By - Rajdev Singh on October 30, 2019
“Striking off” of a company can at times be considered as an alternate mechanism to “winding up” of a company. Chapter XVII of The Companies Act, 2013(“Act”) deals with the removal of names of companies from the Registrar of Companies (“ROC”). The Act has provided two ways of Striking off of a company. Under Section 248(1) of the Act, a company’s name can be struck off by the ROC if it fulfils any one of the conditions mentioned in the provision. The second process mentioned under Section 248(2) of the Act involves the dissolution of a company on its own accord. Once an application for dissolution is filed, the company is struck off from the register of the ROC.
As one of the pre-emptive measures for removal of the name of a company, the company may only be struck off of the ROC if all the liabilities of the company are satisfied. Hence, as a liability extinguishment method, the company is under obligation to make the payment of the amount which is due to its creditors. Furthermore, it can be verified from Section 248(6) of the Act, that the ROC shall remove the name of the company only if it is satisfied that the company has arranged for sufficient provisions for discharging its liabilities.
However, even after removal of the name from the register of ROC, a corporate debtor is still under the liability to pay its dues. The liabilities of directors, officers and managers of the corporate debtor can be enforced, if required for enforcement of the liability whenever required as per Section 248(7) of the Act. It may further be noticed from the wordings of Section 248(8) that, National Company Law Tribunal (“NCLT”) still has the power to wind up a company even if the company is removed from the register of ROC. Hence, from a bare perusal of the abovementioned provision of the Act, it can be ascertained that the liability to pay the dues is not extinguished by simply removing the name from the register of ROC.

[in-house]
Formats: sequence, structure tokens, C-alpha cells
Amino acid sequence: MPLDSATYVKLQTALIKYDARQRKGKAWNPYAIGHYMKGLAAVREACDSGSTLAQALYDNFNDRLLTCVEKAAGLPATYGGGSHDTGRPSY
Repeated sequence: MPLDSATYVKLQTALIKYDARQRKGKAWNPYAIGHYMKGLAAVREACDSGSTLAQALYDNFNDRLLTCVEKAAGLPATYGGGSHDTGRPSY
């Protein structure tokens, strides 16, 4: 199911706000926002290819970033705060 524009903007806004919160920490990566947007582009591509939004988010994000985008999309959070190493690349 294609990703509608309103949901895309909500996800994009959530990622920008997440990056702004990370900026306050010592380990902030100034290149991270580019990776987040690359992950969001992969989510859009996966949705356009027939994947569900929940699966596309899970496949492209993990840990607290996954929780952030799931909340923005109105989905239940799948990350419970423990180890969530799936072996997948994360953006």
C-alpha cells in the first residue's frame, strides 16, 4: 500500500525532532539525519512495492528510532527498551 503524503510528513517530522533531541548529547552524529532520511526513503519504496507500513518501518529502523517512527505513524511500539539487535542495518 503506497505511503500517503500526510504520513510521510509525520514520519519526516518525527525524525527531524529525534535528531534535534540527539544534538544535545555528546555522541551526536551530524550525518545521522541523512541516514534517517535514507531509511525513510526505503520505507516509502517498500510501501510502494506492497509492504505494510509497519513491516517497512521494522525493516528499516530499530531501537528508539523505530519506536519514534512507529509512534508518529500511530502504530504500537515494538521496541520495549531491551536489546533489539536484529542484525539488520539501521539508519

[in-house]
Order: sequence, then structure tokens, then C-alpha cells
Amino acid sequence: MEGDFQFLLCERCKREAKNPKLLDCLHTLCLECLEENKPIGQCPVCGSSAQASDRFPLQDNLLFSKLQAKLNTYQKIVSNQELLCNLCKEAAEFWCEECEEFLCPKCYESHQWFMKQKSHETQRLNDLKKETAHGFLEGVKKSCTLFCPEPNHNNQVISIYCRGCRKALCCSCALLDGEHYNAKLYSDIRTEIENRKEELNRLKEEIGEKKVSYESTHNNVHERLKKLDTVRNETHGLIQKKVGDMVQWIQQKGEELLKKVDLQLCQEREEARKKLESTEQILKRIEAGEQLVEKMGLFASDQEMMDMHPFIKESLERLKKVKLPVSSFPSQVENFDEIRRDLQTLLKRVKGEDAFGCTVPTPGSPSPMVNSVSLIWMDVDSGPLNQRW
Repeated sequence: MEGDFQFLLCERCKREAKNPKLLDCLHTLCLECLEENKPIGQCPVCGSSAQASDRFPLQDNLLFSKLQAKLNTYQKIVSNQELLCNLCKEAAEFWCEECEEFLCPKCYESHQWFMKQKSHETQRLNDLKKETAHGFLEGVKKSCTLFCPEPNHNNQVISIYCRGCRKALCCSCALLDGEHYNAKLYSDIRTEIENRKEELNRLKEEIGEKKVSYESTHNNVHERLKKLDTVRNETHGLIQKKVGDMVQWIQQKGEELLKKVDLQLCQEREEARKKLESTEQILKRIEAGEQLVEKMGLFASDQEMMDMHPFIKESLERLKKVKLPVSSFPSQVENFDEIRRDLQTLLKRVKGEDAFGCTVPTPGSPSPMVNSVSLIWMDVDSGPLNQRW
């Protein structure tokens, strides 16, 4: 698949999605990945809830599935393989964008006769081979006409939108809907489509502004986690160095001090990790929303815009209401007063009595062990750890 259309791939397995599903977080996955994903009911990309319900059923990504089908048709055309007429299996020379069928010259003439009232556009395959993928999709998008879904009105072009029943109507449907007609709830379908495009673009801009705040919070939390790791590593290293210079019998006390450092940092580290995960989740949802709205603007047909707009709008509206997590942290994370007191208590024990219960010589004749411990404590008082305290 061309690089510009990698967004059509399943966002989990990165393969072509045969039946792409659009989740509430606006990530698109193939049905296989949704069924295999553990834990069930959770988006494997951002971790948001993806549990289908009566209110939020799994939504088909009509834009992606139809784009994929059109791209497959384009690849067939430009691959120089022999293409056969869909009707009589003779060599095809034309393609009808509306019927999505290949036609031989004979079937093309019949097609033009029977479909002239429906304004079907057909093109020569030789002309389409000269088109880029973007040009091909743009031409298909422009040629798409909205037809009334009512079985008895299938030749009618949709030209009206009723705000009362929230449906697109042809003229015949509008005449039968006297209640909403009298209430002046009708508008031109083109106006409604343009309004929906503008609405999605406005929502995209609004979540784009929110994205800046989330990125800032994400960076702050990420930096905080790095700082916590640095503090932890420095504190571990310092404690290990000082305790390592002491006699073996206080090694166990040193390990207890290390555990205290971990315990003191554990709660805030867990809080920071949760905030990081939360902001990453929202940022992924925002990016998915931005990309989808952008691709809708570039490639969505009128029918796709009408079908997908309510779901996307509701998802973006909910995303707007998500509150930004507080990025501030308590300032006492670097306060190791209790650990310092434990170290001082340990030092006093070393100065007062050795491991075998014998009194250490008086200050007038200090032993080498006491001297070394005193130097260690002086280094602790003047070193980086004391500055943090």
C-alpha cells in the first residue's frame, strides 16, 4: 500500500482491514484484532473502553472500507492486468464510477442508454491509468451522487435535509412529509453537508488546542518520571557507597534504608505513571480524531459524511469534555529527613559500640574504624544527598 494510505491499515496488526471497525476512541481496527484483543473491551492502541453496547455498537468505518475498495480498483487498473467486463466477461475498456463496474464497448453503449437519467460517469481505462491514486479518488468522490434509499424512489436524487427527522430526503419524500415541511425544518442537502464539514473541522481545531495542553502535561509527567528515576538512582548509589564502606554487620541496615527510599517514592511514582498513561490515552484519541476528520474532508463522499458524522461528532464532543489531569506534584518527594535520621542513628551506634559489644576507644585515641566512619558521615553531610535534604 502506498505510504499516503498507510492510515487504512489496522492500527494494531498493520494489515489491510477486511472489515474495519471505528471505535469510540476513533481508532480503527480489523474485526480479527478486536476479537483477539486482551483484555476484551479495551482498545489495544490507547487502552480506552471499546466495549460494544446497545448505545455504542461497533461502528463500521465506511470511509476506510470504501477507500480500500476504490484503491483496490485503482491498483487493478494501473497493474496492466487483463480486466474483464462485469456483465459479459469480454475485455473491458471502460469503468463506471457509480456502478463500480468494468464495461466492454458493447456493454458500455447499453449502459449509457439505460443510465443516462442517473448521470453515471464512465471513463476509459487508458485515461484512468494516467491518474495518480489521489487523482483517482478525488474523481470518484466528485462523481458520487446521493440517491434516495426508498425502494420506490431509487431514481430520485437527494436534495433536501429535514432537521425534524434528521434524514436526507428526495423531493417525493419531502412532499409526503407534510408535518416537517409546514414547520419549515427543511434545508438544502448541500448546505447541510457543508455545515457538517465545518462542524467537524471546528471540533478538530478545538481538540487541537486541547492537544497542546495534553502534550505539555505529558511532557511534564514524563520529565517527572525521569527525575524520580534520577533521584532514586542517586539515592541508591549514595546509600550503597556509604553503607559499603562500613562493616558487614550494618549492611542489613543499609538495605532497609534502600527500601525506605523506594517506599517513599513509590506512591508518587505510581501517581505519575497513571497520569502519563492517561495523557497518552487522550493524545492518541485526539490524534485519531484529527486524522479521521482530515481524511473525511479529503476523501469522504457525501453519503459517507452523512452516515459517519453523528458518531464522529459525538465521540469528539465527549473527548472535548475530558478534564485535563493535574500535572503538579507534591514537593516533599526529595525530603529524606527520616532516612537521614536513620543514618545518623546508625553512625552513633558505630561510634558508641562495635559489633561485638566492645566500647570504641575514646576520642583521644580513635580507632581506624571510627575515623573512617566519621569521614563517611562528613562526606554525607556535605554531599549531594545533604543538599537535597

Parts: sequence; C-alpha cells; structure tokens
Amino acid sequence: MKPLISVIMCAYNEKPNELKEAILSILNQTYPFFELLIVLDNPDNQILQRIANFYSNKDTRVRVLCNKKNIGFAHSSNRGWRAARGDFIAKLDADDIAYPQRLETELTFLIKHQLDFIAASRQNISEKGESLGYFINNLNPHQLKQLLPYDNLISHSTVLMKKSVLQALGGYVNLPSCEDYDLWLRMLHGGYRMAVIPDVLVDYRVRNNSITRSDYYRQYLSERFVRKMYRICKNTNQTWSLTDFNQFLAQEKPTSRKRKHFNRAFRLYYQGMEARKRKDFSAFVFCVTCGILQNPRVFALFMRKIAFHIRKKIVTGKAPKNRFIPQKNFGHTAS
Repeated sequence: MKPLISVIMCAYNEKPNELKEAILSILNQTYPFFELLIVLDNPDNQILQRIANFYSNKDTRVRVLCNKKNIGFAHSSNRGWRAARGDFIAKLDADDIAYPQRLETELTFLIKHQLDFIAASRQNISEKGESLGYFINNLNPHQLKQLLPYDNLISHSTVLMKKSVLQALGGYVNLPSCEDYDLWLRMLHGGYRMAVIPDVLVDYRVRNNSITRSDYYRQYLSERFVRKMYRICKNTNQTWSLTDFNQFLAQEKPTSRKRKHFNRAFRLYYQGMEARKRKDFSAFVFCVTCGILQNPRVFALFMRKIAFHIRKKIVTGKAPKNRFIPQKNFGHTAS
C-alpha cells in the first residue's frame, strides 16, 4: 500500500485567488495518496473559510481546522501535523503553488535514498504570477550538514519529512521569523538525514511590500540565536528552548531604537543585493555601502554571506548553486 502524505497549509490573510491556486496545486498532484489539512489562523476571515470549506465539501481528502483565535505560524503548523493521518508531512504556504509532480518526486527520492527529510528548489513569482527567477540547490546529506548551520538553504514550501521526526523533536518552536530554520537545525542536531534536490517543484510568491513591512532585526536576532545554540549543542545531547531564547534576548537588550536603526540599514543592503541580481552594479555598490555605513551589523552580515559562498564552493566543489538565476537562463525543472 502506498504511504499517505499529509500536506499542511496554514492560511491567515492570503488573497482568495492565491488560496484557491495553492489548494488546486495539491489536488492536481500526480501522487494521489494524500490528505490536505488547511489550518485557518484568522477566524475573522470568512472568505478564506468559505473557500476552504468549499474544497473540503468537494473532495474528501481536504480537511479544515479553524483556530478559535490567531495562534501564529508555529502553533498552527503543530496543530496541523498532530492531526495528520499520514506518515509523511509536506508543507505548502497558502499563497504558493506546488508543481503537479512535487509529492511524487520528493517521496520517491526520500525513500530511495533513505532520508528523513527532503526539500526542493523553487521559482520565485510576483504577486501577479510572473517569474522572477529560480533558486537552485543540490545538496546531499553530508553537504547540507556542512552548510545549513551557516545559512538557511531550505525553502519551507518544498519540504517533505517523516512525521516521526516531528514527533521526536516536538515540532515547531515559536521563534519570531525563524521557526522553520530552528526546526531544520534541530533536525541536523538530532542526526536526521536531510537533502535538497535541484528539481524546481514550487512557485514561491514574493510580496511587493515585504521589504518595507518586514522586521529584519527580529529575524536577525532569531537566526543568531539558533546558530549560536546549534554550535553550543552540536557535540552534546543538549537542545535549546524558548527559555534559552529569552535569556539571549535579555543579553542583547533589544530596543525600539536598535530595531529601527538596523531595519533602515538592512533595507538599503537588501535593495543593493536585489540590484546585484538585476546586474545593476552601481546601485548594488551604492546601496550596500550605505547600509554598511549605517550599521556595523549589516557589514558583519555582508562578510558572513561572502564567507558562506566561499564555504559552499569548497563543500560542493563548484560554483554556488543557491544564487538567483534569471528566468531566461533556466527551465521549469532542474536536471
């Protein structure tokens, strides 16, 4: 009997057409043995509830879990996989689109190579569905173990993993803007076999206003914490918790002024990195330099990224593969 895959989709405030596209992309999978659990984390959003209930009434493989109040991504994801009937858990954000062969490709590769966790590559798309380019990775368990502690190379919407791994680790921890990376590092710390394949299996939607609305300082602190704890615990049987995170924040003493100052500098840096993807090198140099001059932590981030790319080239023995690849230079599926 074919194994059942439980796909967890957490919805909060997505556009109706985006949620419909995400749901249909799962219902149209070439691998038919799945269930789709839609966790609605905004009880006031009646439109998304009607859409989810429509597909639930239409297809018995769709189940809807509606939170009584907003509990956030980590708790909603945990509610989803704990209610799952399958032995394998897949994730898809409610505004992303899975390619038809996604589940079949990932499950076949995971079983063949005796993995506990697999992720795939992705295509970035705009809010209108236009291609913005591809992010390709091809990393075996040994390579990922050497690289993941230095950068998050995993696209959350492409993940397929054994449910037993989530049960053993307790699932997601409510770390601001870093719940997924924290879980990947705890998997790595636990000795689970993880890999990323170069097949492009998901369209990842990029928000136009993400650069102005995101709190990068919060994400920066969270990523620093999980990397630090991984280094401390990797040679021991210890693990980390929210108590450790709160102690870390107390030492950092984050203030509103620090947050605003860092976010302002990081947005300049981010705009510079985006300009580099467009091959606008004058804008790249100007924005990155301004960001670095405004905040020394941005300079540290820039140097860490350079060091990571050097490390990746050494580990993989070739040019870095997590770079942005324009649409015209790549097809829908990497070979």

Section 250 of the Act has also re-confirmed the discharge of liability even after striking off of the name of the corporate debtor. Furthermore, removal of the names of the corporate debtor under Section 248(5) of the Act can be restored under Section 252(3) of the Act, if any application of revival of the name of the company is filed by the creditor.
Furthermore, as per Section 60(1) of Insolvency and Bankruptcy Code, 2016(“IBC”), NCLT acts as an adjudication authority. It can be derived that on one side, it plays the role of an adjudication authority and on the other as a tribunal under the Act. Hence, even if an application is filed under section 252(3) of the Act, it is open to the tribunal to provide directions as per the provisions. It can be observed that under Section 2(94A), winding up of the company also includes liquidation under the provisions of the IBC.
The Hon’ble National Company Law Appellate Tribunal (“NCLAT”) has dealt with the issue of whether insolvency proceedings can be filed against a company whose name has been struck off from ROC, in Elektrans Shipping Pte Ltd. (“Appellants”) v. Pierre D’silva (“Respondent”) & Anr. passed in Company Appeal (AT) (Insolvency) No. 754 of 2019 (“Appeal”) on 06.09.2019, wherein it was held that even after the name of Elektrans Shipping Pte Ltd. (“Corporate Debtor”), is struck off from the register of ROC, IBC proceedings can still be initiated against it.
The Respondent filed an application under Section 9 of the IBC, numbered as C.P.(IB) -599/MB/2018 (“Insolvency Proceedings”) before Hon’ble NCLT, Mumbai against the Appellant/Corporate Debtor. The said Insolvency Proceedings was admitted by Hon’ble NCLT, Mumbai Bench, by order dated 10th April, 2019. Hence, aggrieved by the order of NCLT Mumbai Bench, the appellants challenged through its shareholders challenged the same before NCLAT.